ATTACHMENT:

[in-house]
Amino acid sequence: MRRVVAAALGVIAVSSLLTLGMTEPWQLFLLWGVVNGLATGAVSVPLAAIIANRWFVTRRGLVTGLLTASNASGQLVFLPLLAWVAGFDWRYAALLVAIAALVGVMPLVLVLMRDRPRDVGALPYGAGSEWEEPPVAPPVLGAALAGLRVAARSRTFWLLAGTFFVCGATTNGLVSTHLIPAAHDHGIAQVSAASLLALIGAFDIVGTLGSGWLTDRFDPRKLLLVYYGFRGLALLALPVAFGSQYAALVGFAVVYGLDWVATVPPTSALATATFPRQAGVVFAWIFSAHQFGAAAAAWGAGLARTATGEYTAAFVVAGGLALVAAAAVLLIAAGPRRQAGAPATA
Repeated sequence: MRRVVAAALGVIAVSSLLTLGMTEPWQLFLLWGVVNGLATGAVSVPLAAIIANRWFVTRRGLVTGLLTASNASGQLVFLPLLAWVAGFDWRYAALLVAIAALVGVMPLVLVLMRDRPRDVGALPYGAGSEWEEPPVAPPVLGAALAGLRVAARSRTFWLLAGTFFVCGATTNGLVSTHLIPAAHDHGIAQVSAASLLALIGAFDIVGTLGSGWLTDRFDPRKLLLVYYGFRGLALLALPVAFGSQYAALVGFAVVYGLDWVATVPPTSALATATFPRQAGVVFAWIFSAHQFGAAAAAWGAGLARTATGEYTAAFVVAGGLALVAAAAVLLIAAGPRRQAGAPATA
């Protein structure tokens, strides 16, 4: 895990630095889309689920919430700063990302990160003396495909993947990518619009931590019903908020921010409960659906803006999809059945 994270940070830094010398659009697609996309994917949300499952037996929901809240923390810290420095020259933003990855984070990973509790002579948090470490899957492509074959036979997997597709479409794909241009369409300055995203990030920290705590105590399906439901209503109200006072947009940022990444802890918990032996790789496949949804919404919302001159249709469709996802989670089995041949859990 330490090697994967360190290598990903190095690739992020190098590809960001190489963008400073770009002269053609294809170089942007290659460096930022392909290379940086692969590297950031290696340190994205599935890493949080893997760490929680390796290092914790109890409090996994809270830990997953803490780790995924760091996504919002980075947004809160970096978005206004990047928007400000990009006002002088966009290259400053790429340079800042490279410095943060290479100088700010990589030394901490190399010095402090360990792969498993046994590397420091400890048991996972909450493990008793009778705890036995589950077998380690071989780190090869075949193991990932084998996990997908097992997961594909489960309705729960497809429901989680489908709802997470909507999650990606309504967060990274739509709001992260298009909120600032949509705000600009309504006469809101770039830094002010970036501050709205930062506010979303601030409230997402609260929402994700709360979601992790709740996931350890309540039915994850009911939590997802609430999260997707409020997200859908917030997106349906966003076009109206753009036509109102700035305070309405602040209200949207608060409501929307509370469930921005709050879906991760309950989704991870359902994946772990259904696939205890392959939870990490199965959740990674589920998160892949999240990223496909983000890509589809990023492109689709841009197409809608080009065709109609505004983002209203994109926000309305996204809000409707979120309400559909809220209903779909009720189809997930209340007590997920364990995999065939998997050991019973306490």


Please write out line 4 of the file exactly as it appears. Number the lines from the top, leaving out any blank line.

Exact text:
């Protein structure tokens, strides 16, 4: 895990630095889309689920919430700063990302990160003396495909993947990518619009931590019903908020921010409960659906803006999809059945 994270940070830094010398659009697609996309994917949300499952037996929901809240923390810290420095020259933003990855984070990973509790002579948090470490899957492509074959036979997997597709479409794909241009369409300055995203990030920290705590105590399906439901209503109200006072947009940022990444802890918990032996790789496949949804919404919302001159249709469709996802989670089995041949859990 330490090697994967360190290598990903190095690739992020190098590809960001190489963008400073770009002269053609294809170089942007290659460096930022392909290379940086692969590297950031290696340190994205599935890493949080893997760490929680390796290092914790109890409090996994809270830990997953803490780790995924760091996504919002980075947004809160970096978005206004990047928007400000990009006002002088966009290259400053790429340079800042490279410095943060290479100088700010990589030394901490190399010095402090360990792969498993046994590397420091400890048991996972909450493990008793009778705890036995589950077998380690071989780190090869075949193991990932084998996990997908097992997961594909489960309705729960497809429901989680489908709802997470909507999650990606309504967060990274739509709001992260298009909120600032949509705000600009309504006469809101770039830094002010970036501050709205930062506010979303601030409230997402609260929402994700709360979601992790709740996931350890309540039915994850009911939590997802609430999260997707409020997200859908917030997106349906966003076009109206753009036509109102700035305070309405602040209200949207608060409501929307509370469930921005709050879906991760309950989704991870359902994946772990259904696939205890392959939870990490199965959740990674589920998160892949999240990223496909983000890509589809990023492109689709841009197409809608080009065709109609505004983002209203994109926000309305996204809000409707979120309400559909809220209903779909009720189809997930209340007590997920364990995999065939998997050991019973306490």